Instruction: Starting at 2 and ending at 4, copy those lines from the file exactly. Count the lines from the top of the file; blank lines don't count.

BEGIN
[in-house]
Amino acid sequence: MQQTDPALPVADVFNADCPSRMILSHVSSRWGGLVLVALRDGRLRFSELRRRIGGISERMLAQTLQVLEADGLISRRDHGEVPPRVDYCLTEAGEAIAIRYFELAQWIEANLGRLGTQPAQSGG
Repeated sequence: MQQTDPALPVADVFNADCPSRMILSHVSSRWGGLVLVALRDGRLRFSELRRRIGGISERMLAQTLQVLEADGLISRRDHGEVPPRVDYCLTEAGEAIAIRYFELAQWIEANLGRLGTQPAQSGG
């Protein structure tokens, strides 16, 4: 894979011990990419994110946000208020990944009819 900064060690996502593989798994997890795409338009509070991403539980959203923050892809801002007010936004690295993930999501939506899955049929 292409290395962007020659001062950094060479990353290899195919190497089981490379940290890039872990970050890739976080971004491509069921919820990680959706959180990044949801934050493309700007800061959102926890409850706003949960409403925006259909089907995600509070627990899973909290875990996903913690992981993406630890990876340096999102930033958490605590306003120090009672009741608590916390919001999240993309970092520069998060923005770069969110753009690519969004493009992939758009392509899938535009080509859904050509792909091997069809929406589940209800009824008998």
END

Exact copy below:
Amino acid sequence: MQQTDPALPVADVFNADCPSRMILSHVSSRWGGLVLVALRDGRLRFSELRRRIGGISERMLAQTLQVLEADGLISRRDHGEVPPRVDYCLTEAGEAIAIRYFELAQWIEANLGRLGTQPAQSGG
Repeated sequence: MQQTDPALPVADVFNADCPSRMILSHVSSRWGGLVLVALRDGRLRFSELRRRIGGISERMLAQTLQVLEADGLISRRDHGEVPPRVDYCLTEAGEAIAIRYFELAQWIEANLGRLGTQPAQSGG
């Protein structure tokens, strides 16, 4: 894979011990990419994110946000208020990944009819 900064060690996502593989798994997890795409338009509070991403539980959203923050892809801002007010936004690295993930999501939506899955049929 292409290395962007020659001062950094060479990353290899195919190497089981490379940290890039872990970050890739976080971004491509069921919820990680959706959180990044949801934050493309700007800061959102926890409850706003949960409403925006259909089907995600509070627990899973909290875990996903913690992981993406630890990876340096999102930033958490605590306003120090009672009741608590916390919001999240993309970092520069998060923005770069969110753009690519969004493009992939758009392509899938535009080509859904050509792909091997069809929406589940209800009824008998």